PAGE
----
One of the most interesting inquiries which is suggested by history is, Why Christianity did not prevent the glory of the old civilization from being succeeded by shame? This is not only a grand inquiry, but it is mysterious. We are naturally surprised that literature, art, science, laws, and the perfect mechanism of government should have proved such feeble barriers against degeneracy, for these are among the highest triumphs of the human mind, and such as the world will not willingly let die. But a still more potent and majestic influence than any thing which proceeds from man still remained to the haughty masters of the ancient world. A new religion had been proclaimed with the establishment of the empire, which gradually broke down the old superstitions, conquered the hatred and prejudices of both Greeks and Romans, supplanted the old systems of Paganism, and went on from conquering to conquer, until it seated itself on the imperial throne, and proved itself to be the wisdom and the power of God.

But we see that as this wonderful religion gained ground, whether in changing the lives of individuals, or in allying itself with dominant institutions, the Roman Empire declined. When Christianity was first proclaimed, the Roman eagles surmounted the principal cities of antiquity, and the central despotism on the banks of the Tiber was the law of the world. When it was a feeble light on the mountains of Galilee, the glory of Rome was the object of universal panegyric, and the city of the seven hills rejoiced in a magnificence which promised to be eternal. But when Paganism yielded to Christianity, and when the latter had spread to every city and village in the empire, with its grand hierarchy of bishops and doctors, the proud empire was in ruins. It would even seem that its decline and fall kept pace with the triumphs of a religion it had spurned and persecuted.

[Society retrograded as Christianity spread.]

What is the explanation of this grand mystery? Why should society have declined as Christianity spread, if, as we believe, Christianity is the great conservative force of the world, and is destined to regenerate all government, science, and social life? If the stability of the empire rested on virtues, and was undermined by vices, virtue must have declined and vice increased. But how can we reconcile such a fact with the progress of a religion which is the mainspring of all virtue, and the destruction of all vice? We do know that Christianity did not prevent the empire from falling, but also we have the testimony of poets and historians to the exceeding wickedness of society when Christianity was fairly established.

[A mysterious fact.]

In presenting the strange phenomenon of a falling empire with an all- conquering religion, it is necessary to grapple with the gloomy problem. We have unbounded faith in the power of Christianity to save the world, and yet we see a mighty empire crumbling to pieces from vices which Christianity did not subdue. What a deduction might be drawn from this strange fact, that Christianity can, but did not, save. How mournful the future of modern Christian nations if the same fact should be repeated - if civilization should decline as Christianity achieves its triumphs! Is it possible that civilization, the triumph of human genius and will, may fade away as Christianity, which gives vitality to society, advances? Has civilization nothing to do with Christianity?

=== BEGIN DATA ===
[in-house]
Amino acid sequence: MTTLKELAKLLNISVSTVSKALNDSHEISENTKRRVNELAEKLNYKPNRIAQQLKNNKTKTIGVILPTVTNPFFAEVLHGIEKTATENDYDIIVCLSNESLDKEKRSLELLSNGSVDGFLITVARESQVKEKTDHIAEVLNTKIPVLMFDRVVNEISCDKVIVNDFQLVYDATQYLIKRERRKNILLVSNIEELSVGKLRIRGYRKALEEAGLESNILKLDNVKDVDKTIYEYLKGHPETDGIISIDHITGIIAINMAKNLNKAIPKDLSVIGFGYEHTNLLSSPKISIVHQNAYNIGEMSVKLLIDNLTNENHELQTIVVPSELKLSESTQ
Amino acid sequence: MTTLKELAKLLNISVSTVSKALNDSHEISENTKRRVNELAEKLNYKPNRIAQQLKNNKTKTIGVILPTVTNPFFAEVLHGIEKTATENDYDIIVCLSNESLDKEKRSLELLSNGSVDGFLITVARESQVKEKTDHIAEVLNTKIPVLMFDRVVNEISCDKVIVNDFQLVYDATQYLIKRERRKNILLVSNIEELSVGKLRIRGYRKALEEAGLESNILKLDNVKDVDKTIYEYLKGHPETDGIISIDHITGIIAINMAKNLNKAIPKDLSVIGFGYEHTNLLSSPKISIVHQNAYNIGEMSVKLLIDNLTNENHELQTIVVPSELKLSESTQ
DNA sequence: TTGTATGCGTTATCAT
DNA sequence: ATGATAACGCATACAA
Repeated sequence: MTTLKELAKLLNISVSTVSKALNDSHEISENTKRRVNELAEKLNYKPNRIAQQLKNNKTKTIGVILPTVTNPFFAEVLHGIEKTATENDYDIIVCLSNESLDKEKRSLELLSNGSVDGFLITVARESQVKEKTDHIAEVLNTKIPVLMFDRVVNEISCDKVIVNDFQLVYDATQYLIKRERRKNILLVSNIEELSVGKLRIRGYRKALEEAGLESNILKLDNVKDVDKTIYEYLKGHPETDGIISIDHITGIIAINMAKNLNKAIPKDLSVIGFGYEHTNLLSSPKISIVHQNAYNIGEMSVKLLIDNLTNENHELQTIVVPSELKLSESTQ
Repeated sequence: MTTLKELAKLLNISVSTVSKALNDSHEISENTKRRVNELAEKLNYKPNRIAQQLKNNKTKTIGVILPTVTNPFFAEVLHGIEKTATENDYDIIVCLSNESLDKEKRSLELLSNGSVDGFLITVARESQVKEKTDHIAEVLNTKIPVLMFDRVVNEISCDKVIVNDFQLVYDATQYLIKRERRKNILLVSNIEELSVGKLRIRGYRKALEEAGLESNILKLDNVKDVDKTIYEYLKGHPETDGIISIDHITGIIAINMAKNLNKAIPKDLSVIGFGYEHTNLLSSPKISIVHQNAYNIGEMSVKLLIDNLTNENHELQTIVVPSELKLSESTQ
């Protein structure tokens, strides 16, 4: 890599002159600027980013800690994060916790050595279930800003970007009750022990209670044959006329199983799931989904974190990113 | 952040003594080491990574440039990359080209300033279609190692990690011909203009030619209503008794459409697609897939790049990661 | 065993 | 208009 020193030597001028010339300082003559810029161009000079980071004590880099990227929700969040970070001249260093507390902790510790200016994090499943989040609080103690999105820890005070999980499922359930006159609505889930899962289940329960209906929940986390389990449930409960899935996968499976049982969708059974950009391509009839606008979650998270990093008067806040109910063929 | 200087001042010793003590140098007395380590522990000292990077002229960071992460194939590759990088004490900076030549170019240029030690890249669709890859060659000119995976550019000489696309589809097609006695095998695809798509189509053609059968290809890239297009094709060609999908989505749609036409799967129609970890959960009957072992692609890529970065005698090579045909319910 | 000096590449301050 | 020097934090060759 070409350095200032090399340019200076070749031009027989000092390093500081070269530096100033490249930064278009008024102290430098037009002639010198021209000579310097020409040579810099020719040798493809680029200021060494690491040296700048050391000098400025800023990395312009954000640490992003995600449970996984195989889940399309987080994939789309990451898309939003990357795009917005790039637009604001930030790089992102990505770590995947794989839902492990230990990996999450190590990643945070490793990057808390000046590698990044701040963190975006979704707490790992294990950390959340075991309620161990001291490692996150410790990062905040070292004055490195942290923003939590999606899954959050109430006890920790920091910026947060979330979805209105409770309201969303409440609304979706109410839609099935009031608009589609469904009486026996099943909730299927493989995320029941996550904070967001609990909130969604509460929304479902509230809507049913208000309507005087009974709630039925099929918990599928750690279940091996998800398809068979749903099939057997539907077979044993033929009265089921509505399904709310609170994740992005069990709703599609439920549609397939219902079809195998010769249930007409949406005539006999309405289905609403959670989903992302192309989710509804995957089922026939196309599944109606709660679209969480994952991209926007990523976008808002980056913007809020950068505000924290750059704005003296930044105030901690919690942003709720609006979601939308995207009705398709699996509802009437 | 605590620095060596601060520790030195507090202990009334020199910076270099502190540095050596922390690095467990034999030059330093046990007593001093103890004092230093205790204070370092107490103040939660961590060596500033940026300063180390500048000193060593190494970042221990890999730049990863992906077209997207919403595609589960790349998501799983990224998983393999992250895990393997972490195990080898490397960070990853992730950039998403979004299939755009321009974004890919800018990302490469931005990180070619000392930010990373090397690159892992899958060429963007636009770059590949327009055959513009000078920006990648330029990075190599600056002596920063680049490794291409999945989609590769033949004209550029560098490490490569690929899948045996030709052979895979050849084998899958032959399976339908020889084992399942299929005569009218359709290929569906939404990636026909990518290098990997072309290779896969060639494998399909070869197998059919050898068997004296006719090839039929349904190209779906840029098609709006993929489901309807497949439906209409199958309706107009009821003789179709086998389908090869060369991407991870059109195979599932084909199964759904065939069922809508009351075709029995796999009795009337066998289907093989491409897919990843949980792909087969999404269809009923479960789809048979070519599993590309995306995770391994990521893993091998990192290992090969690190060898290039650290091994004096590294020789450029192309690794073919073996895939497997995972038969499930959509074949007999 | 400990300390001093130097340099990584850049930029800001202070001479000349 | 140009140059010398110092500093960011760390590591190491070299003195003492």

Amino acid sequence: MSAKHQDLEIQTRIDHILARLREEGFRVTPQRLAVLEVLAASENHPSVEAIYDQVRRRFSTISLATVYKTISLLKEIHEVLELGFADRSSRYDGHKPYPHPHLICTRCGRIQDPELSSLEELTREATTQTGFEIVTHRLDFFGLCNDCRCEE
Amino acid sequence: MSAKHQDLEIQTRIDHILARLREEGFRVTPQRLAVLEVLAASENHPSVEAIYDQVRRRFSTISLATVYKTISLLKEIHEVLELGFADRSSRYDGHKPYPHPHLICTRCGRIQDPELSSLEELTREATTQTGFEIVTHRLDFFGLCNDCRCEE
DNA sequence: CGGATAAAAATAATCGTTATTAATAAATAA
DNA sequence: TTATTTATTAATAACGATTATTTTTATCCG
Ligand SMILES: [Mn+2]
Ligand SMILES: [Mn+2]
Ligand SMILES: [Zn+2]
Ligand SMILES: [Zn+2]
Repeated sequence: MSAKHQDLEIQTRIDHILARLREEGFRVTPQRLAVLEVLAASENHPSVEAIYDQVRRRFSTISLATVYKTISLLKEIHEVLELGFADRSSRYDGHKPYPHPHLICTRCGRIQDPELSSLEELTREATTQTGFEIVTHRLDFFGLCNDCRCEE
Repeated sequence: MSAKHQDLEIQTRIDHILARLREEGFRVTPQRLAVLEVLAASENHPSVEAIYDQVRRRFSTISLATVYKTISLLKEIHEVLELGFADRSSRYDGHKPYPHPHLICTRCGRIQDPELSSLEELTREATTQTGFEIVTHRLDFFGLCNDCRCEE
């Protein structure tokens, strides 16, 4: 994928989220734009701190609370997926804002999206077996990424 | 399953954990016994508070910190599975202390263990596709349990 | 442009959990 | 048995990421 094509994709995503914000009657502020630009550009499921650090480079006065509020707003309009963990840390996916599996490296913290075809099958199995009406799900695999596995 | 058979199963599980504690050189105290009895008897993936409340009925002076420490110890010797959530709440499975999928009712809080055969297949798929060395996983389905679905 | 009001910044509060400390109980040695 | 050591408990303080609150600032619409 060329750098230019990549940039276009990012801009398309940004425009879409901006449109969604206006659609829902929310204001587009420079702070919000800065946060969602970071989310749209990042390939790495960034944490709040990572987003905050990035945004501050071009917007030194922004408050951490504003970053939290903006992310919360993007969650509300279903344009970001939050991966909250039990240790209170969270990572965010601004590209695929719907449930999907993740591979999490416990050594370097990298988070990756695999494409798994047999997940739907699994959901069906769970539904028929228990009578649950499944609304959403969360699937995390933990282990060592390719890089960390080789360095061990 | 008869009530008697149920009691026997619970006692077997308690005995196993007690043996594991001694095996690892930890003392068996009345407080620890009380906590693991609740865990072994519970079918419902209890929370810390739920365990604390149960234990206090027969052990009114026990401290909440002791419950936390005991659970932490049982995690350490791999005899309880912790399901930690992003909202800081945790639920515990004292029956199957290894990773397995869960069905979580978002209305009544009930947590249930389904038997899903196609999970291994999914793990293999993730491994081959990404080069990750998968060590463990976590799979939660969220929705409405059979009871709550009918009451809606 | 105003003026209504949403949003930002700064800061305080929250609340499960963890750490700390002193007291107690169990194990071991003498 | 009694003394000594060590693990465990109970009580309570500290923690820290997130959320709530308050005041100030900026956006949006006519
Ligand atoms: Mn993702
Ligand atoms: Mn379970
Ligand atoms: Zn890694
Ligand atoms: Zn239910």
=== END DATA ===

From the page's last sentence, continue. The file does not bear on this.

[Christianity not however a failure.]

But there can be nothing mournful in the developments of a divine religion - nothing discouraging in the conquests which seemed incomplete. Nor did it really, in any important task, prove a failure; but amid the ashes of the old world, as it disappeared, we see the new creation, and listen to melodious birth-songs. Indeed, the fall of the empire, when we profoundly survey it, instead of detracting from Christianity, only prepared the way for higher triumphs, and for a loftier development of civilization itself. Future ages have probably lost nothing by the ruin of Rome, while the world has gained by the establishment of Christianity, even by the seeds of truth planted by the early church.

Still, it cannot be questioned that, in the Roman empire, vices and corruptions spread with terrific and mournful rapidity even after Christianity was revealed - so rapidly, indeed, that Christianity opposed but a feeble barrier.

The history of Christianity among the Romans suggests these three inquiries: -

First, why it proved so feeble in arresting degeneracy; secondly, how far it conserved old institutions; and thirdly, how far it created a new and higher civilization.

[Christianity fails to check degeneracy.]

The first inquiry, on a superficial view, is discouraging. We see a sublime realism making quietly its converts by thousands, without seemingly checking ordinary vices. We are reminded of Socrates creating Platos, yet failing to reform Athens. We behold witnesses of the truth in every land, which gradually sinks deeper and deeper in infamy as the witnesses increase. And, when the land is about to be overrun by barbarians, when despair seizes the public mind, and desolation overspreads the earth, and good men hide in rocks, and dens, and caves, we see the church resplendent with wealth and glory, her bishops enthroned as dignitaries, princes doing homage to saints, and even the barbarians themselves bowing down in reverence and awe. How barren these ecclesiastical victories seem to a superficial or infidel eye! If Christianity is what its converts claim, why did it accomplish so little?

[Yet still a conquering religion.]